There is a popular character trope--perhaps more appropriately called a popular American character trope--of the immigrant with small means. Arriving in America with almost nothing, the immigrant resolves to pursue the American dream. They find work, earn what they can, and somehow manage to save a little. Over the years their dutiful, disciplined savings goes into a coffee can or small box. Eventually they buy something meaningful, like a gift to their children or the chance to finally get ahead. It is a beautiful sentiment that resonates with those who believe America is a place of opportunity.
That said, it drives the financial planner in me absolutely nuts.
These poor, well-intentioned immigrants (or anyone saving money like this) were essentially pouring their money into a coffee can that might as well have had a hole in the bottom. Imagine the 1970s. Over the course of that decade, a dollar literally fell in value by over 50%. Inflation ate away at the value of those hard-earned savings. What an uphill battle! It breaks my heart to think of how difficult it is to save when compound interest is actually working against you.
There is also a related, famous stereotype of older generations burying cash in their backyard, stowing bills under their mattress, or socking money away in random places for safekeeping. More sophisticated versions of this might be parking excessive money in bank accounts, savings bonds, or CDs. The thought is that the money is at least “safe”.
While I am a believer in having cash on hand for things you may need on short notice, and of course I use bank accounts as well, these alternatives to the coffee can are not that different. Most savings bonds and bank accounts pay meager interest rates. Meanwhile, inflation has flared up! The annual inflation rate for 2021 so far has surged to 6.2%--which means this “safe money” might as well have mice nibbling on the dollar bills. While typical annual inflation in the US is historically around 3%, even that number will eat away at someone’s savings unless we find ways for our money to grow at least as much.
So, what can we do? We have many clients asking what they can do to combat inflation without taking on too much risk--especially when equity markets are at all-time highs and interest rates are at all-time lows.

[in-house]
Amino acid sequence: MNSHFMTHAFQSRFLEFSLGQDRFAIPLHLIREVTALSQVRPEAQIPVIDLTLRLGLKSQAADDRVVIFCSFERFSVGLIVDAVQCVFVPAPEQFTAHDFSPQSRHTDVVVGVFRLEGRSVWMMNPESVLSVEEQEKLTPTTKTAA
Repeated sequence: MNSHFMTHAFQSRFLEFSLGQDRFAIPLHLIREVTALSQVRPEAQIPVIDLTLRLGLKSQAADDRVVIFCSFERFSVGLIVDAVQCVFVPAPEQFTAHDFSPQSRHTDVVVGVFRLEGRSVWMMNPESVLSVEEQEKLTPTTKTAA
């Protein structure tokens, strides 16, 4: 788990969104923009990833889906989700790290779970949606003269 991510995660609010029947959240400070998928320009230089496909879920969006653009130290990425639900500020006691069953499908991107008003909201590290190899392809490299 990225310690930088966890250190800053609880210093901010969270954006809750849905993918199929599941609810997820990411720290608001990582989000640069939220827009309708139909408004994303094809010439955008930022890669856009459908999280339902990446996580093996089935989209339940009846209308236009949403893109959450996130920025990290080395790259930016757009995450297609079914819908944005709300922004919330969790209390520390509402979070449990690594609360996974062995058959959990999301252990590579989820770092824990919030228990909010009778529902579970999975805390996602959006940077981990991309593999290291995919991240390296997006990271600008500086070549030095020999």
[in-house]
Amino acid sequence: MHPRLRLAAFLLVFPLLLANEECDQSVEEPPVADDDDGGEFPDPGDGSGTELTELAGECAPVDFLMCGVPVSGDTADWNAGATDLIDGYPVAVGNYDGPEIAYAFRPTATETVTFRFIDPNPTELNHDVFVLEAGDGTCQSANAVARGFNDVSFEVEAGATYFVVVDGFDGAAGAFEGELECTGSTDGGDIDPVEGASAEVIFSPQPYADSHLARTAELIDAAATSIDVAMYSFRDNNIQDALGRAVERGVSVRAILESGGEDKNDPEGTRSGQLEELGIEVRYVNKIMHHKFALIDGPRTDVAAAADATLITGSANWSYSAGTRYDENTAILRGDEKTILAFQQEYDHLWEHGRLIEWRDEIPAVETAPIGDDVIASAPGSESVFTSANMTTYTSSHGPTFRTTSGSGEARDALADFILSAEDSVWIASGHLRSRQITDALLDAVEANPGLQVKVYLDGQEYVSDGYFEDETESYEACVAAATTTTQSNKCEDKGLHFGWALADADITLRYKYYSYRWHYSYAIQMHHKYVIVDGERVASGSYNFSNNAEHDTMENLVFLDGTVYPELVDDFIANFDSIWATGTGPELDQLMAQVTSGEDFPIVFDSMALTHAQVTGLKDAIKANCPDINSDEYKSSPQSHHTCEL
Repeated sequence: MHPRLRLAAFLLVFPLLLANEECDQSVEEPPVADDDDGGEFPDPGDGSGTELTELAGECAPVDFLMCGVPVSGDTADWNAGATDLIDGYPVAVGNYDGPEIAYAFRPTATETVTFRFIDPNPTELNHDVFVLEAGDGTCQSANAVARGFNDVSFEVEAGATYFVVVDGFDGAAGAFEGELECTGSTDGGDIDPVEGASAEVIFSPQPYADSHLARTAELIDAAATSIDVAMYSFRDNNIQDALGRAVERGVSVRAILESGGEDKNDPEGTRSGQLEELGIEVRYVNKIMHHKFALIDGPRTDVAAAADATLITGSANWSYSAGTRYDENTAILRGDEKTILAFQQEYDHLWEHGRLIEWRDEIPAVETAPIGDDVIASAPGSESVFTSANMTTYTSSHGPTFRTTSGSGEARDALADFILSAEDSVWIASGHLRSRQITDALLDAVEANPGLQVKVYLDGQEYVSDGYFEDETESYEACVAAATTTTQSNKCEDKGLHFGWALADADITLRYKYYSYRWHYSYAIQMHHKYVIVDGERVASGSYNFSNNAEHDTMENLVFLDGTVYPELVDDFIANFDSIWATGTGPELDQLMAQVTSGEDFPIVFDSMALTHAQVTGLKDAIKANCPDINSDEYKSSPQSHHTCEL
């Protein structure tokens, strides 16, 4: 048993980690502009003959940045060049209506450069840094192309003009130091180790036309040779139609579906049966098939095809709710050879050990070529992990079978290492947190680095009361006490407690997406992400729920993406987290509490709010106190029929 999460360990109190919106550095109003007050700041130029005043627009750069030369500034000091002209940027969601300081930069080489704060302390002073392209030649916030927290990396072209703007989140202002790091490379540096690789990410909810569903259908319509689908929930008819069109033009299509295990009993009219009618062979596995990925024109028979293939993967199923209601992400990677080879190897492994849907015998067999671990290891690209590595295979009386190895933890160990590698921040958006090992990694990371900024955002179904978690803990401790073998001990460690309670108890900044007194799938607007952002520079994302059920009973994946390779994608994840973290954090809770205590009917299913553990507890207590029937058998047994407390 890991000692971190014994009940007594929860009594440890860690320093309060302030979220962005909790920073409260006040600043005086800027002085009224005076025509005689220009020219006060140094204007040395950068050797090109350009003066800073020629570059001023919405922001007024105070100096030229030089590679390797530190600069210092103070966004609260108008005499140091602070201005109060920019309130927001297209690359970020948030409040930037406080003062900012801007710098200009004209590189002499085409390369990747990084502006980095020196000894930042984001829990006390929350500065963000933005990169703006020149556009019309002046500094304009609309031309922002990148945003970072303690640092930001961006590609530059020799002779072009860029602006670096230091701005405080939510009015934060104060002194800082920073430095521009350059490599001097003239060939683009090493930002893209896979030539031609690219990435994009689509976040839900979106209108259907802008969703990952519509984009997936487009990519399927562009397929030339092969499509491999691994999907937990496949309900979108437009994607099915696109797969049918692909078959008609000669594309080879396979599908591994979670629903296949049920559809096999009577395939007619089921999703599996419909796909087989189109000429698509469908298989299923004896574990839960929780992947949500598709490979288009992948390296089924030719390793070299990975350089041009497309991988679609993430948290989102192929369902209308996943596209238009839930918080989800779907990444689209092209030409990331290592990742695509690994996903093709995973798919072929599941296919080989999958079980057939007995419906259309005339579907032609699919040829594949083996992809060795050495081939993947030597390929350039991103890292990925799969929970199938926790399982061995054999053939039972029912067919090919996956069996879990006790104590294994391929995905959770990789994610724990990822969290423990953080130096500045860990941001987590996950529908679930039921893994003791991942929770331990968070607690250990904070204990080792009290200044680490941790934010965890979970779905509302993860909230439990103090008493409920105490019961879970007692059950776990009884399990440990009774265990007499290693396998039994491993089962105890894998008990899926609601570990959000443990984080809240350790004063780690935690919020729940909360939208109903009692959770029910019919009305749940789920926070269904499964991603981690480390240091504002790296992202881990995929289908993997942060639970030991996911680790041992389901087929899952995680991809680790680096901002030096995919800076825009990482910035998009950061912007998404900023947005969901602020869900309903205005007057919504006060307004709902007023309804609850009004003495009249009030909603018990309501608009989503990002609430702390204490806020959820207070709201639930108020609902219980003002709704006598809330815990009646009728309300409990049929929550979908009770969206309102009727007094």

Many of our clients who need money soon (a couple years or less) might use shorter duration bond funds, inflation protected securities, ‘market neutral’ funds, or other investments that attempt to minimize downside risk. These types of securities typically don’t exhibit the returns of equities (stocks), but they usually have less volatility and still enough of a return to beat back inflation. It is still worthwhile to hang onto some cash for immediate needs over the next few months, but the rest will serve you better collecting interest. We are effectively sealing the bottom of that coffee can. It may not be water tight, but close enough.
For those with longer time horizons for their money, equities typically outperform inflation over time by a larger margin. Companies that consistently raise their dividend can be especially effective in a high inflation environment. Some investors also turn to real estate, often in the form of real estate investment trusts (REITs), during inflationary periods. Real estate rents and prices tend to increase when inflation does, which is why some investors refer to REITs as an “inflation hedge”. Still other investors insist that owning tangible assets like gold, commodities, and other precious metals is the answer. By combining multiple solutions in the right quantities, we can smooth performance and reduce different types of risk while staying ahead of inflation.
That said, inflation is not all bad. In fact, some inflation indicates a healthy economy. The Federal Reserve even has a goal of inflation each year. Inflation is also great for those who have debt, such as a mortgage or student loans, because the real value of debt falls by the rate of inflation. The problem is when inflation becomes too high. Inflation over the last few years has been relatively muted. The dramatic increase this year is largely thanks to stimulus packages and government spending due to COVID. While quite a bit above the Federal Reserve’s goal for inflation, the resulting economic recovery has justified temporarily high inflation levels.
For investors, the answers to inflation concerns tend to be smart financial choices even when we disregard inflation. Allowing money to work for you, balancing risk with potential return, and keeping a long term perspective where possible tends to be the smart (if boring) answer.